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Introduction

This section is largely stolen from Artie Sherman's notes from Woods Hole.

The general initial value problem we want to solve is
\begin{displaymath}
\frac{dy}{dt} = f(y,t)\end{displaymath} (1)
with initial condition y(0) = y0. This is a first-order differential equation. y and f(y,t) can be vectors when we have a first-order system. For example, the Hodgkin-Huxley equations have y = (V,m,h,n). The t dependence may reflect experimental manipulations, such as turning an applied current on and off, or other external influences, such as an imposed synaptic conductance change from another cell. We will suppress the t dependence for simplicity in many cases below.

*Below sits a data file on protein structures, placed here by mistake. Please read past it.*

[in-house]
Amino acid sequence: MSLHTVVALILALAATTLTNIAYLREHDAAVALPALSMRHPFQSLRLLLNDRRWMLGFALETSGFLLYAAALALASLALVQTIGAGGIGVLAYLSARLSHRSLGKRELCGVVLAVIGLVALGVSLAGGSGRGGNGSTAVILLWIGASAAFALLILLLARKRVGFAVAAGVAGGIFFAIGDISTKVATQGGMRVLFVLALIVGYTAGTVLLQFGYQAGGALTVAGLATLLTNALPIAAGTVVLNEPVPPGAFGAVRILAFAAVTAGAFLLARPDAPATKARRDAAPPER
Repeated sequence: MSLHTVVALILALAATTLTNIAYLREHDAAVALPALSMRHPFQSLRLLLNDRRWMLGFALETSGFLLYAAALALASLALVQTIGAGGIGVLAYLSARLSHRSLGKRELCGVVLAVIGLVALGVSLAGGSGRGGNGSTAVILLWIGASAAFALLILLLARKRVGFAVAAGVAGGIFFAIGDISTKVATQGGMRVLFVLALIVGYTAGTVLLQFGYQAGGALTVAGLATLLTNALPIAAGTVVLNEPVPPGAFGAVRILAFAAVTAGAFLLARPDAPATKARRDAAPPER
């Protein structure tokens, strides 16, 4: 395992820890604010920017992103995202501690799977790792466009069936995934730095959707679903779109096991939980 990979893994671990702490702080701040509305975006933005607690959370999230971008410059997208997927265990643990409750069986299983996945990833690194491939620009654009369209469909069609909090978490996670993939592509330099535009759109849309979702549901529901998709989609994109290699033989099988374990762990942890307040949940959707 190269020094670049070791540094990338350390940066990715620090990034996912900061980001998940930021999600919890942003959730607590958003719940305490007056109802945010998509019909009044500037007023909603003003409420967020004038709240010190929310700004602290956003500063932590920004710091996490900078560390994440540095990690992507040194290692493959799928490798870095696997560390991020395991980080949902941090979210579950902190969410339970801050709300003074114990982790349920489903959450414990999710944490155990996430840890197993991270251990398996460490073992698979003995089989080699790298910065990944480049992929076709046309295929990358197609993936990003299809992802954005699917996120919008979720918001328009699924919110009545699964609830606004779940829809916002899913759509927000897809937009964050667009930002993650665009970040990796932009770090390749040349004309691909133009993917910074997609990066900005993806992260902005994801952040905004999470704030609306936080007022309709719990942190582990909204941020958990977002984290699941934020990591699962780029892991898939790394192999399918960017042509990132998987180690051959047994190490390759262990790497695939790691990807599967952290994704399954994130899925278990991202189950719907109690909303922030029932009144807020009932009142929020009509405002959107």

First order systems are natural in neurobiology. If confronted with a higher order system, convert it to first order, since most solution packages assume this form. For example, the second order equation  
 \begin{displaymath}
z^{\prime\prime} + 101 z^{\prime} + 100 z = 0\end{displaymath} (2)
can be converted by the transformation $x = z, y = z^{\prime}$ to
\begin{displaymath}
\frac{d}{dt}
\left(
\begin{array}
{c}
x\ y\end{array}\right...
 ...{array}\right)
\left(
\begin{array}
{c}
x\ y\end{array}\right)\end{displaymath} (3)
We will make use of this equation in the discussion of stiffness below.



G. Bard Ermentrout
1/9/1998